Warner Brothers has given the green light to a big screen adaptation of the novel Fantastic Beasts and Where to Find Them by J.K. Rowling (h/t The Mary Sue). In the same press release that revealed the Wonder Woman solo film, we learn:
The Studio will release three pictures, in 2016, 2018 and 2020, based on best-selling author J.K. Rowling’s original story and screenwriting debut, “Fantastic Beasts and Where to Find Them.” Set in an extension of her familiar wizarding world, featuring magical creatures and characters inspired by Harry Potter’s Hogwarts textbook and its fictitious author, Newt Scamander, “Fantastic Beasts” will be directed by David Yates, who directed the last four Harry Potter movies, and reunite the filmmaking team of David Heyman, J.K. Rowling, Steve Kloves and Lionel Wigram.
For those unfamiliar with Rowlings’ novel (people like meeeeeeeeeeeee):
Fantastic Beasts and Where to Find Them is a 2001 book written by British author J. K. Rowling about the magical creatures in theHarry Potter universe. It purports to be Harry Potter’s copy of the textbook of the same name mentioned in Harry Potter and the Philosopher’s Stone (published as Harry Potter and the Sorcerer’s Stone in the US), the first novel of the Harry Potter series.
In a 2001 interview with publisher Scholastic, Rowling stated that she chose the subject ofmagical creatures because it was a fun topic for which she had already developed a lot of information in earlier books. Rowling’s name does not appear on the cover of the book, the work being credited under the pseudonym “Newt Scamander”.
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According to SageWisdom.org, kratom leaves can be chewed fresh or dry, powdered, or brewed into a tea. It is not usually smoked, because the “amount of leaf that constitutes a typical dose is too much to be smoked easily.” It’s most commonly sold in powdered form in packets, both online, in head shops and in kava bars, alcohol-free bars where people can consume tea made from the legal Polynesian kava root. An ounce costs between $20 and $30, which is enough kratom for one very strong dose*, or several more mild doses.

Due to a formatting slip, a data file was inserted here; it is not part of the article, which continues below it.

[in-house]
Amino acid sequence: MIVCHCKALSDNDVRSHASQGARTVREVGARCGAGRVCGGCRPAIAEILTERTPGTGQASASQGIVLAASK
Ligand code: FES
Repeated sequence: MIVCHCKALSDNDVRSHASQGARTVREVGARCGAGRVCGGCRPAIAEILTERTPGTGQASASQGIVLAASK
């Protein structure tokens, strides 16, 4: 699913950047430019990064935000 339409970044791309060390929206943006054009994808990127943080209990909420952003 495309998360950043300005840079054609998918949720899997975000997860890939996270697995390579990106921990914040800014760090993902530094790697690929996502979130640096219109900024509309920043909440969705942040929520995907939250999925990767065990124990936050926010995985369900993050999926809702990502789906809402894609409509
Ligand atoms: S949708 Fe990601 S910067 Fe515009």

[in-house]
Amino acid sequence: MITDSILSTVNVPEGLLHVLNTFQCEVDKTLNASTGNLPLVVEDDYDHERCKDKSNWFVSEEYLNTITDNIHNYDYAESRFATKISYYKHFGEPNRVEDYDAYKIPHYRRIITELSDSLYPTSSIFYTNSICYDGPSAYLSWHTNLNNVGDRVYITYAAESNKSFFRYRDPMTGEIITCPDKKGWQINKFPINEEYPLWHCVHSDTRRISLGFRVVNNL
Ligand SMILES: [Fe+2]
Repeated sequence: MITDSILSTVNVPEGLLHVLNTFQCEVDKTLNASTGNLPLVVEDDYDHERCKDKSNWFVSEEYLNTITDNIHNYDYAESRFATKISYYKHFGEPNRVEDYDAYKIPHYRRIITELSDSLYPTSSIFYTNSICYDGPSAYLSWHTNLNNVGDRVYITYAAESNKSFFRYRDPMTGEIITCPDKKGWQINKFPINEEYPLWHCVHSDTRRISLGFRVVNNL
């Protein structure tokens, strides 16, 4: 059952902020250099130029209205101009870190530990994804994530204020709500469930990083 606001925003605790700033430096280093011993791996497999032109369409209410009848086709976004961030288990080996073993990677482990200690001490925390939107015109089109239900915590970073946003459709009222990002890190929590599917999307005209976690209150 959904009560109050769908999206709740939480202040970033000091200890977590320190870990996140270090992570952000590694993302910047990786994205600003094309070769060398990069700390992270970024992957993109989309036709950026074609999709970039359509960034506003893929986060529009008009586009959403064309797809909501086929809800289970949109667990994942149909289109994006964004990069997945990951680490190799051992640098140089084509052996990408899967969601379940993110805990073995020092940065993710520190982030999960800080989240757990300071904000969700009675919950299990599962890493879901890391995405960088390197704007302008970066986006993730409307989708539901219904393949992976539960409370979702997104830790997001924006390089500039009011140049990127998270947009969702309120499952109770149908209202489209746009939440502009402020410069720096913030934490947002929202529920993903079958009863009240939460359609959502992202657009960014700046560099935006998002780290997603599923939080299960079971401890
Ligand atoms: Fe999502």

The fact that kratom can mitigate the painful effects of opiate withdrawl is significant, given that heroin use has reached staggering rates in the U.S. A report by the U.S. Office of National Drug Control Policy estimated 1.5 million chronic heroin users in the US, which doesn’t account for users who use heroin fewer than four days a month.
While it is regularly used to curb opiate addiction by reducing the withdrawal symptoms, kratom itself can be addictive. One mother in South Florida told the local CBS news the story of her 17-year-old son’s spiral into kratom addiction after he tried the plant at a kava bar with friends. She blames the addiction for her son’s eventual suicide, saying he was “not the same person,” after using kratom.
While it remains popular in underground circles, kratom has been illegal in Thailand since 1943 (it’s also banned in Malaysia, Burma and Australia). However, as Fox News reported, “Thai officials are considering reversing the 70-year-old ban on kratom, due to the plant’s value in weaning addicts off of opiates.”
Despite the potential for addiction, people have used kratom as a stimulant and a medicine for thousands of years. As Fox News reported, “The plant also enjoys a legendary use for extending the duration of sexual intercourse,” and “it mostly enjoys a long history of safe use.”
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Unsurprisingly, the work of Foss, McQuarrie, and their ilk helped inspire Blanche to get into art in the first place. While Star Wars was the jumping off point, Blanche rattles off a list of some of the biggest names in science fiction and fantasy as his influences: Frank Frazetta, Mœbius, and books like Dune and pretty much everything by Isaac Asimov. “All of the classics,” he says. His personal site even includes a large list of his inspirations.
His initial goal was to work in animation, but when he discovered computers, and their potential to “help me create whatever I wanted,” he decided video games might be a better place for his talents. Prior to working at Ubisoft he freelanced for the likes of Magic the Gathering creator Wizards of the Coast, but video games let him “create more living worlds,” he explains.
Outside of his day job, Blanche is currently working on a personal project called “Stardust.” He calls it something he “had in the back of my mind” for ages, but what it is isn’t exactly clear. Right now “Stardust” is a Tumblr filled with beautiful art: colorful illustrations of ships flying through a hazy space, and towering, Death Star-like structures floating among the stars. Though there’s no descriptions for the different pieces, they all feel connected through color and style. It’s clear they’re part of the same universe — hopefully one we’ll be seeing more of in the future.
Here is some of that nice Tumblr art: